For many people, their retirement savings is one of their largest assets, and the rules for how these assets are passed to beneficiaries has changed significantly with the passing of the SECURE Act at the end of 2019.

An IRA or 401(k) typically does not pass through an individual’s Will. In most cases, it passes to a beneficiary designated at the time the  account was opened. These accounts may have been set up years ago, and haven’t been reviewed since. It is good to review these plans, especially the beneficiary designations, every few years to confirm they still reflect your wishes. Beneficiaries designations can be updated very easily and they can be allocated on a percentage basis. It is important to remember that these beneficiary designations supersede what is set forth in a Will.

The beneficiary designation should include at least one primary and one contingent beneficiary.  Extra consideration should be paid to naming minors as contingent beneficiaries. This will give the minors direct access to retirement assets when they turn 18. If you would like that access to be limited over time or at the discretion of a trustee, the beneficiary designation should be a trust for the benefit of your child or children and should contain specific language that allows for the continued benefit of tax deferred status in compliance with the tax code.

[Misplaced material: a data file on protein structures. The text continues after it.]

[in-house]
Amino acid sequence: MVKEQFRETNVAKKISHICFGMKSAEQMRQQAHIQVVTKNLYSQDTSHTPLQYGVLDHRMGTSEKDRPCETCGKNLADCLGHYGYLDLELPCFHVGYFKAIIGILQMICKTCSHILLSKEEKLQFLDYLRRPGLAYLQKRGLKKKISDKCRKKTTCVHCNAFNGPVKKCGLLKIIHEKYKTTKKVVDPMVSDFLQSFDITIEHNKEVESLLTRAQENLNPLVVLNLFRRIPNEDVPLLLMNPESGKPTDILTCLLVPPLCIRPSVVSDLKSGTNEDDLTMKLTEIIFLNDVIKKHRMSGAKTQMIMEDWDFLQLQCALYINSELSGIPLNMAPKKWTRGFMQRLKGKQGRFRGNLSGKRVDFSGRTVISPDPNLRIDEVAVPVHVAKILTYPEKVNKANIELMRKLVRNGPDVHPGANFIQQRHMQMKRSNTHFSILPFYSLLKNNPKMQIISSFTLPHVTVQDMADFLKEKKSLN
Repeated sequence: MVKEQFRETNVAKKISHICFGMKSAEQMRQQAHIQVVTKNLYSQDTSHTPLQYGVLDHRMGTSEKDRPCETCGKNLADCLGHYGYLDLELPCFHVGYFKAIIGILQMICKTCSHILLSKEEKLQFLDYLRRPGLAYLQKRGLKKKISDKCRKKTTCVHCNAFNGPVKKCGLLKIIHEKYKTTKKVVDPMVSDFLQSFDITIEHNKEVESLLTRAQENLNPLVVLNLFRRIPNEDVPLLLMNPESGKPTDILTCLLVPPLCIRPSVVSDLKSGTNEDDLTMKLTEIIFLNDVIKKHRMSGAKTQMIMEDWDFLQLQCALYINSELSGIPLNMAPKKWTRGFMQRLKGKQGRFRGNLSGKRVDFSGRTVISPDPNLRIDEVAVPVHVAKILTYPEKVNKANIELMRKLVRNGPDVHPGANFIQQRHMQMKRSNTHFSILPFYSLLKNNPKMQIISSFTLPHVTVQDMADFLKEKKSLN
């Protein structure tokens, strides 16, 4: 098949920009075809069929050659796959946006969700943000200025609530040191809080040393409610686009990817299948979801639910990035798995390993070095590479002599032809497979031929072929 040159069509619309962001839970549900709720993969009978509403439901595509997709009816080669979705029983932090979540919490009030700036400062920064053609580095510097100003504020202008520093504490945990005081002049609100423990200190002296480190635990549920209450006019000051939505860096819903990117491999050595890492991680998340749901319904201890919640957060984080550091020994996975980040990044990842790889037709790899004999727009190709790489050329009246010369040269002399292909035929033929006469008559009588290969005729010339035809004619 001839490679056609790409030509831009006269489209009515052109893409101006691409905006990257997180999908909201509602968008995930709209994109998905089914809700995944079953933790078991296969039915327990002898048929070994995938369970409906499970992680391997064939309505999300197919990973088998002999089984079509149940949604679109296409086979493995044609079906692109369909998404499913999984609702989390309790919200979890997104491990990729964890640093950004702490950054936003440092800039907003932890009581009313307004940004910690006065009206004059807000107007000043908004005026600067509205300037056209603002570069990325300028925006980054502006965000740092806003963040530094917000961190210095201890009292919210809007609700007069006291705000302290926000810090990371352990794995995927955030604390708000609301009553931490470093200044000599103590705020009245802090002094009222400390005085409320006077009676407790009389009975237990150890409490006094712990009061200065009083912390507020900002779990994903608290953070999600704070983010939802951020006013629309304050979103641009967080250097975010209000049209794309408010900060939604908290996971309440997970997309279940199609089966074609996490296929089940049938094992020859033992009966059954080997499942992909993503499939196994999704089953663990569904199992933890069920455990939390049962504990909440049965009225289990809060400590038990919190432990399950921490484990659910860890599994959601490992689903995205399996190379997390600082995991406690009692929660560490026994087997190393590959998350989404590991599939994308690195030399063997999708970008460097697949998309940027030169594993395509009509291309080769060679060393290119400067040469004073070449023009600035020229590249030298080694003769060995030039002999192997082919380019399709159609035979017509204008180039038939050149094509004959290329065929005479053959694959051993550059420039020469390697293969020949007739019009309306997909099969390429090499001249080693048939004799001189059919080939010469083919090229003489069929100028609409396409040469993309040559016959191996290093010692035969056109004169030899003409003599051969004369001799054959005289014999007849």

Most retirement assets include pretax savings therefore distributions from these accounts are subject to income taxes upon withdrawal. If charitable bequests are part of your estate plan, it often makes sense to include these charities as a percentage of your retirement assets because the charities will not be required to pay income tax on the distribution, thereby allocating more non-retirement assets to beneficiaries who are able to receive them tax free.